“A tree is best measured when it is down,” the poet Carl Sandburg once observed, “and so it is with people.” The recent death of Harry Belafonte at the age of 96 has prompted many assessments of what this pioneering singer-actor-activist accomplished in a long and fruitful life.
Belafonte’s career as a ground-breaking entertainer brought him substantial wealth and fame; according to Playbill magazine, “By 1959, he was the highest paid Black entertainer in the industry, appearing in raucously successful engagements in Las Vegas, New York, and Los Angeles.” He scored on Broadway, winning a 1954 Tony for Best Featured Actor in a Musical – John Murray Anderson's Almanac. Belafonte was the first Black person to win the prestigious award. A 1960 television special, “Tonight with Belafonte,” brought him an Emmy for Outstanding Performance in a Variety or Musical Program or Series, making him the first Black person to win that award. He found equal success in the recording studio, bringing Calypso music to the masses via such hits as “Day-O (The Banana Boat Song)” and “Jamaica Farewell.”
Harry Belafonte - Day-O (The Banana Boat Song) (Live)www.youtube.com
Belafonte’s blockbuster stardom is all the more remarkable for happening in a world plagued by virulent systemic racism. Though he never stopped performing, by the early 1960s he’d shifted his energies to the nascent Civil Right movement. He was a friend and adviser to the Reverend Doctor Martin Luther King, Jr. and, as the New York Times stated, Belafonte “put up much of the seed money to help start the Student Nonviolent Coordinating Committee and was one of the principal fund-raisers for that organization and Dr. King’s Southern Christian Leadership Conference.”
The Southern Poverty Law Center notes that “he helped launch one of Mississippi’s first voter registration drives and provided funding for the Freedom Riders. His activism extended beyond the U.S. as he fought against apartheid alongside Nelson Mandela and Miriam Makeba, campaigned for Mandela’s release from prison, and advocated for famine relief in Africa.” And in 1987, he received an appointment to UNICEF as a goodwill ambassador.
Over a career spanning more than seventy years, Belafonte brought joy to millions of people. He also did something that is, perhaps, even greater: he fostered the hope that a better world for all could be created. And, by his example, demonstrated how we might go about bringing that world into existence.
A Farewell to John McCain
Gone at 81, his legacy will live on
Thoughts and prayers are ringing in with harmony at the news that Senator John McCain lost his brave battle with brain cancer. A life well-lived, filled with strength and struggle, wins and losses, and ups and downs, McCain's 81 years on Earth have left a mighty legacy, one that his family will forever cherish, politicians from both sides of the aisle appreciate, and Americans admire.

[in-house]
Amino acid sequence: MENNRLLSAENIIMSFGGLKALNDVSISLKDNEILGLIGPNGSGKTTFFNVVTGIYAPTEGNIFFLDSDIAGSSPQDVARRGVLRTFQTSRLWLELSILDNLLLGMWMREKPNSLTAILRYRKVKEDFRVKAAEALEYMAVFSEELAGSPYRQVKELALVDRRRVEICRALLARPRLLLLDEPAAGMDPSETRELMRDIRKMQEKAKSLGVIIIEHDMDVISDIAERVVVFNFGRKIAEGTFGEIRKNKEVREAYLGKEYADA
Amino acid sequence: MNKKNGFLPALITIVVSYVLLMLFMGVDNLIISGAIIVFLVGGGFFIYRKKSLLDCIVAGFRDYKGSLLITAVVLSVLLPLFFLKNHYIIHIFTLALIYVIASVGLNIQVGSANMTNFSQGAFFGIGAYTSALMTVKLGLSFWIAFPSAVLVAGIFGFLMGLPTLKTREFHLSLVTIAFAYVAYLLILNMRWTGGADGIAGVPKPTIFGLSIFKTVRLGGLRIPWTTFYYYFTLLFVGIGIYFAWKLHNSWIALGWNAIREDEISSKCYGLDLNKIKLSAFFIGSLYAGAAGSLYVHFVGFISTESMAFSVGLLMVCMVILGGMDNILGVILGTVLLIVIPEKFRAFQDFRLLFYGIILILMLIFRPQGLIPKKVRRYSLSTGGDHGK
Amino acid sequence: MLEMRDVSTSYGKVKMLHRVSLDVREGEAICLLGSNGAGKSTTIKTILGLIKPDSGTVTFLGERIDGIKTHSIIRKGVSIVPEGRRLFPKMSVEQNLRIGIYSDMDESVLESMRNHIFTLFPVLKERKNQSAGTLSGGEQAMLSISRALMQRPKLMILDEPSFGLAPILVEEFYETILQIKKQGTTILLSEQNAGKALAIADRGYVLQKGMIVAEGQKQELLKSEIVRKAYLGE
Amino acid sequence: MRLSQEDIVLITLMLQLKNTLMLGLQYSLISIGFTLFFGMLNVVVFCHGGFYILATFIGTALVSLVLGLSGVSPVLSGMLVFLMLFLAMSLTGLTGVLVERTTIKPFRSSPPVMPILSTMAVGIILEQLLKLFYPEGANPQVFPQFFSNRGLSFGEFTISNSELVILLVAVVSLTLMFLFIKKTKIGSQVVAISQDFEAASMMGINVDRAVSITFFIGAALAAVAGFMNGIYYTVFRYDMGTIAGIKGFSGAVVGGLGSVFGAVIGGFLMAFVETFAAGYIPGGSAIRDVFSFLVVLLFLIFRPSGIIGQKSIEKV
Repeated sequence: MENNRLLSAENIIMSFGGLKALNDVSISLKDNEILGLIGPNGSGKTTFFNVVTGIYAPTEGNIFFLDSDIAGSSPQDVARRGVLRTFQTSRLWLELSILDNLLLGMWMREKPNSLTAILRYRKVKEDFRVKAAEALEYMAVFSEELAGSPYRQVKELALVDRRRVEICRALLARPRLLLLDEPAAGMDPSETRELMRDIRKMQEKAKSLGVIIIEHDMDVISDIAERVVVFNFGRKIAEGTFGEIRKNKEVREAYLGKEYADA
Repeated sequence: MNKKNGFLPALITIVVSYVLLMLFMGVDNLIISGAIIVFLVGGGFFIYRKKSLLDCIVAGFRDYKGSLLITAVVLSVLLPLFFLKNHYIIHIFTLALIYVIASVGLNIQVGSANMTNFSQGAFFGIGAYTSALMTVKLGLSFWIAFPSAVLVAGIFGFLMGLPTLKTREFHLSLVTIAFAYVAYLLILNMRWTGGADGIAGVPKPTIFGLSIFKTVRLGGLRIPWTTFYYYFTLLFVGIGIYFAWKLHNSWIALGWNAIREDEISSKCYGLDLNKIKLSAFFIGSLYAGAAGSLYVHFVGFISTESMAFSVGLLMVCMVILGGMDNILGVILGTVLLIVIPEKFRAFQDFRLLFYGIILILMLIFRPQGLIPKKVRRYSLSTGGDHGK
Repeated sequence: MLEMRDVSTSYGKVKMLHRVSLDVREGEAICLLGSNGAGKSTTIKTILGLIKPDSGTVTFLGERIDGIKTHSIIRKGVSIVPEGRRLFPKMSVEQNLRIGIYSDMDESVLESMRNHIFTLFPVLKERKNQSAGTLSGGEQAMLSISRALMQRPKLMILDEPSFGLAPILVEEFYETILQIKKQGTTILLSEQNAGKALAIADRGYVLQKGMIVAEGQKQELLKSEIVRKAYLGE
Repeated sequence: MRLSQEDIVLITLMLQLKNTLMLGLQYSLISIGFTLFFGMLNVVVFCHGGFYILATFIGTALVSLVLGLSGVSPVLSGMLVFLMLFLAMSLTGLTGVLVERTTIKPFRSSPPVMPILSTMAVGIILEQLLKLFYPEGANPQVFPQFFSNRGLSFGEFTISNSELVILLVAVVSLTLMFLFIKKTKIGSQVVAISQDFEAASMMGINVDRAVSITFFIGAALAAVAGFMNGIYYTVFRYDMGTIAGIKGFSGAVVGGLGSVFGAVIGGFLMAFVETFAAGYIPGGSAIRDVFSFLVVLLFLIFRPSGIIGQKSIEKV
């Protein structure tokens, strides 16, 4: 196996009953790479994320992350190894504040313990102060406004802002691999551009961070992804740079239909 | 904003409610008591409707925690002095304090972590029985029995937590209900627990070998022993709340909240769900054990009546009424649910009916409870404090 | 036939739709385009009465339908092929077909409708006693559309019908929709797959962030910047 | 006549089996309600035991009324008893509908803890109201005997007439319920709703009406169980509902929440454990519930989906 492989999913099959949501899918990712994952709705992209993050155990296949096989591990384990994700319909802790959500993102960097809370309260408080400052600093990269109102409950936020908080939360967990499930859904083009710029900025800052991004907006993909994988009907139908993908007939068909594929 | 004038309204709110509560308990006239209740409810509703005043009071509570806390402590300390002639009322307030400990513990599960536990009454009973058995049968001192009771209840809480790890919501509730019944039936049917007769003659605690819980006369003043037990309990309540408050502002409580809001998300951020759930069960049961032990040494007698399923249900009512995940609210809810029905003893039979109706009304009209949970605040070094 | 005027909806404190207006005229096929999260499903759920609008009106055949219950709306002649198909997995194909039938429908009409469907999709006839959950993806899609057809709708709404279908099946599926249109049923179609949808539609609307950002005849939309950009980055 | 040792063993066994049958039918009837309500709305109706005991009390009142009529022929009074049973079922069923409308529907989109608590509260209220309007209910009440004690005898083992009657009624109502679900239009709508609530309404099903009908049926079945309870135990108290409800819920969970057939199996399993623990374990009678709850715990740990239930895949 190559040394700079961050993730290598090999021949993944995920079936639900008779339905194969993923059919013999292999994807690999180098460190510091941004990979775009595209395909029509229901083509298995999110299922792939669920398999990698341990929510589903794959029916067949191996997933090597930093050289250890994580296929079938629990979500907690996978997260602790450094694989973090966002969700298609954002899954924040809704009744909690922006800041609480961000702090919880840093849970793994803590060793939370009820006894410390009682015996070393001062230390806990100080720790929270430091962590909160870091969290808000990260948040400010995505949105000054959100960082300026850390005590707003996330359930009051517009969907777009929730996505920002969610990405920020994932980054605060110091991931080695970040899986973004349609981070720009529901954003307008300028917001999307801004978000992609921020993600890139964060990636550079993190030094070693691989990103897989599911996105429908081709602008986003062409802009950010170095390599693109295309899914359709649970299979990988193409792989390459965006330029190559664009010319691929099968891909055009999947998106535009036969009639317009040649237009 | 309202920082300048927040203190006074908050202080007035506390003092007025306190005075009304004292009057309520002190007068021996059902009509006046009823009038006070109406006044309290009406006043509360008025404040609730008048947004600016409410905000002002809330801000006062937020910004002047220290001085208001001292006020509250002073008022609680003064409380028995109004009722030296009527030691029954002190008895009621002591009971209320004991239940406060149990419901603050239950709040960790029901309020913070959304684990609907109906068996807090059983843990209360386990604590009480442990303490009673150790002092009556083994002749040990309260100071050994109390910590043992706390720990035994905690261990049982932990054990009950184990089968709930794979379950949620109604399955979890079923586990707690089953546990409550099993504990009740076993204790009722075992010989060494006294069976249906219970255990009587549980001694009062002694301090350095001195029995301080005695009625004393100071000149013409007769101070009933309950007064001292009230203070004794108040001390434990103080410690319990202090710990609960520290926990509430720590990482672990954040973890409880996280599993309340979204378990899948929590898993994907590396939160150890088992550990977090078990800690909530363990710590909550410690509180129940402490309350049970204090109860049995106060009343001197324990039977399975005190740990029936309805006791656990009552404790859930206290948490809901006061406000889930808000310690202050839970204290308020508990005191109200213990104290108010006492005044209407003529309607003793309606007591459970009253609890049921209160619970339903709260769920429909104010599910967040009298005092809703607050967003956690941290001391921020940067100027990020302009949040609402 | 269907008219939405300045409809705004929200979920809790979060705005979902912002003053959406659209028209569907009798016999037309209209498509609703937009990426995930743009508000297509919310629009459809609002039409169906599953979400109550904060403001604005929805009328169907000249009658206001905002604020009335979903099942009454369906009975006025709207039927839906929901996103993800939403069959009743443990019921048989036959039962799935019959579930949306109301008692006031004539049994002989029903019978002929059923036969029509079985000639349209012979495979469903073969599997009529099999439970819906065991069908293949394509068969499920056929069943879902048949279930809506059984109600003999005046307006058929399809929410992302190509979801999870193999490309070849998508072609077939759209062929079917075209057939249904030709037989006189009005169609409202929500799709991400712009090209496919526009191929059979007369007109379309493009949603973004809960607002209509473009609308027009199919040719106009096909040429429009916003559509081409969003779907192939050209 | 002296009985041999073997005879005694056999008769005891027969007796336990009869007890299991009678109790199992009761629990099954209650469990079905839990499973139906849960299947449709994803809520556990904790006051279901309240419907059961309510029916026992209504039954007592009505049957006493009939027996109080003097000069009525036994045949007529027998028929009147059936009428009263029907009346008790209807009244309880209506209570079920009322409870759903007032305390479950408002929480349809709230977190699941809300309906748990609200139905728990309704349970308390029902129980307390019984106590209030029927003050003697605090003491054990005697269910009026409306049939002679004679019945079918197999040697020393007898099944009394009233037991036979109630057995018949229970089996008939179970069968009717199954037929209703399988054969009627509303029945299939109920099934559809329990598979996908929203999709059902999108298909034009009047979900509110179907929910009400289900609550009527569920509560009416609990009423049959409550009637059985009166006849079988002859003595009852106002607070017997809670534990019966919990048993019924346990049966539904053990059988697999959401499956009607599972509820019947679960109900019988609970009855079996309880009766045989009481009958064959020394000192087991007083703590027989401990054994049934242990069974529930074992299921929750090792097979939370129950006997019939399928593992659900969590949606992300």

Political affiliations aside, most agree that McCain was a true hero – in every sense of the word. Be it his unimaginable imprisonment in Vietnam, his devotion to his family, his thoughtful approach to politics, or his courage against cancer, McCain made a difference, created conversation, and gifted us with values and integrity that seem to be otherwise slipping away.
McCain once wrote, "I made a small place for myself in the story of America and the history of my times." But many would argue his place was far more profound. His life as a warrior, an independent voice among the Republican party, and a true leader among colleagues and candidates, McCain's drive, determination, and duty to our country never waned and was welcomed by those who subscribed to his sensibilities, wanted something better to believe in, and a future to look forward to.
On the campaign trailuselectionatlas.org
As reported by NBC News, "'With the senator when he passed were his wife, Cindy, and their family. At his death, he had served the United States of America faithfully for 60 years,' McCain's office said in (a) statement."
Known for his wit as much as his work on Capitol Hill, McCain's fair and balanced take on issues gained him well-deserved recognition and camaraderie. As NBC News eloquently explains, "In his 36 years in Congress, McCain became one of the country's most respected and influential politicians, challenging his fellow lawmakers to reach across the aisle for the good of the country. On a variety of issues — torture, immigration, campaign finance, the Iraq War — McCain was often known as the moral center of the Senate and of the Republican Party."
A father's love www.etonline.com
His daughter, Meghan McCain, shared, "All that I am is thanks to him. Now that he is gone, the task of my lifetime is to live up to his example, his expectations, and his love." Perhaps we can all take something from his example and use it to raise the bar, challenge ourselves, and show compassion when it counts.
I love you forever - my beloved father @SenJohnMcCain pic.twitter.com/Y50tVQvlVe
— Meghan McCain (@MeghanMcCain) August 26, 2018